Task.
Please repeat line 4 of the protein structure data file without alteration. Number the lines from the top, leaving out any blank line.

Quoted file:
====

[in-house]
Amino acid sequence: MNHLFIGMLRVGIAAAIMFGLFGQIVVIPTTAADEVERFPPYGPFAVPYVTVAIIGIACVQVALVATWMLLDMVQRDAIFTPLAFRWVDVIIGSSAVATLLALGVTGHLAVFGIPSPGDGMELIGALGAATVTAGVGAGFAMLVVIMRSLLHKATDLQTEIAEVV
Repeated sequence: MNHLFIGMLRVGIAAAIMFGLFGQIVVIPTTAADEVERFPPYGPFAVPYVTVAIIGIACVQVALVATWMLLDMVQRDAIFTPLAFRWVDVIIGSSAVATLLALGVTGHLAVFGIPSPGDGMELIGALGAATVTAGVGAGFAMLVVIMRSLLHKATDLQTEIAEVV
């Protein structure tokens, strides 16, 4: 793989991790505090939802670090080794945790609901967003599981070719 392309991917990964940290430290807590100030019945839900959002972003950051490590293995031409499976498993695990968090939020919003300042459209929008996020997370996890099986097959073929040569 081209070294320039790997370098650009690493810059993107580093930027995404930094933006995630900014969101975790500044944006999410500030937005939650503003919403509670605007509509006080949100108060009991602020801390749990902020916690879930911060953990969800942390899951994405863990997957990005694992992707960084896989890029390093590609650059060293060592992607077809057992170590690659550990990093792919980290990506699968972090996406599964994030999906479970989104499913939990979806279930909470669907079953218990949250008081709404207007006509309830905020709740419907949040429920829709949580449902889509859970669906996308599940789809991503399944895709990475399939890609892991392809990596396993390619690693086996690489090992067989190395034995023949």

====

């Protein structure tokens, strides 16, 4: 793989991790505090939802670090080794945790609901967003599981070719 392309991917990964940290430290807590100030019945839900959002972003950051490590293995031409499976498993695990968090939020919003300042459209929008996020997370996890099986097959073929040569 081209070294320039790997370098650009690493810059993107580093930027995404930094933006995630900014969101975790500044944006999410500030937005939650503003919403509670605007509509006080949100108060009991602020801390749990902020916690879930911060953990969800942390899951994405863990997957990005694992992707960084896989890029390093590609650059060293060592992607077809057992170590690659550990990093792919980290990506699968972090996406599964994030999906479970989104499913939990979806279930909470669907079953218990949250008081709404207007006509309830905020709740419907949040429920829709949580449902889509859970669906996308599940789809991503399944895709990475399939890609892991392809990596396993390619690693086996690489090992067989190395034995023949």